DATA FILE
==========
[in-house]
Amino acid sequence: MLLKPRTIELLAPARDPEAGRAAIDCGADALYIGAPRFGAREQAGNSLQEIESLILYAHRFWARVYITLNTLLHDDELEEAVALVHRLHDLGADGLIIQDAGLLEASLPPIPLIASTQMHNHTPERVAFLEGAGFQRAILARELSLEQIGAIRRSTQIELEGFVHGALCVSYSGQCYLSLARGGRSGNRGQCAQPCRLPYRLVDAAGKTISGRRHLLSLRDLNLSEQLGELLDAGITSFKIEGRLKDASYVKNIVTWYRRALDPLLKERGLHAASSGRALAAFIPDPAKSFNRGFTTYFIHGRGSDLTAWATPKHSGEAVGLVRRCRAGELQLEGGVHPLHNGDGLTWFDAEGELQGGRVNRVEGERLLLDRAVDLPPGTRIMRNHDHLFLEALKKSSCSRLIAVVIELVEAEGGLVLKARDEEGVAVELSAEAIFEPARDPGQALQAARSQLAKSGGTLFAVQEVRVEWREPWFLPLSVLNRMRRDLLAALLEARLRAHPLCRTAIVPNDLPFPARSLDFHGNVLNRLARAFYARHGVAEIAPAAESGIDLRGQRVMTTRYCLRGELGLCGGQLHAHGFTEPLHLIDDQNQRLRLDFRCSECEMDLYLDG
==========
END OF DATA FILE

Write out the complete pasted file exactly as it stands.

[in-house]
Amino acid sequence: MLLKPRTIELLAPARDPEAGRAAIDCGADALYIGAPRFGAREQAGNSLQEIESLILYAHRFWARVYITLNTLLHDDELEEAVALVHRLHDLGADGLIIQDAGLLEASLPPIPLIASTQMHNHTPERVAFLEGAGFQRAILARELSLEQIGAIRRSTQIELEGFVHGALCVSYSGQCYLSLARGGRSGNRGQCAQPCRLPYRLVDAAGKTISGRRHLLSLRDLNLSEQLGELLDAGITSFKIEGRLKDASYVKNIVTWYRRALDPLLKERGLHAASSGRALAAFIPDPAKSFNRGFTTYFIHGRGSDLTAWATPKHSGEAVGLVRRCRAGELQLEGGVHPLHNGDGLTWFDAEGELQGGRVNRVEGERLLLDRAVDLPPGTRIMRNHDHLFLEALKKSSCSRLIAVVIELVEAEGGLVLKARDEEGVAVELSAEAIFEPARDPGQALQAARSQLAKSGGTLFAVQEVRVEWREPWFLPLSVLNRMRRDLLAALLEARLRAHPLCRTAIVPNDLPFPARSLDFHGNVLNRLARAFYARHGVAEIAPAAESGIDLRGQRVMTTRYCLRGELGLCGGQLHAHGFTEPLHLIDDQNQRLRLDFRCSECEMDLYLDG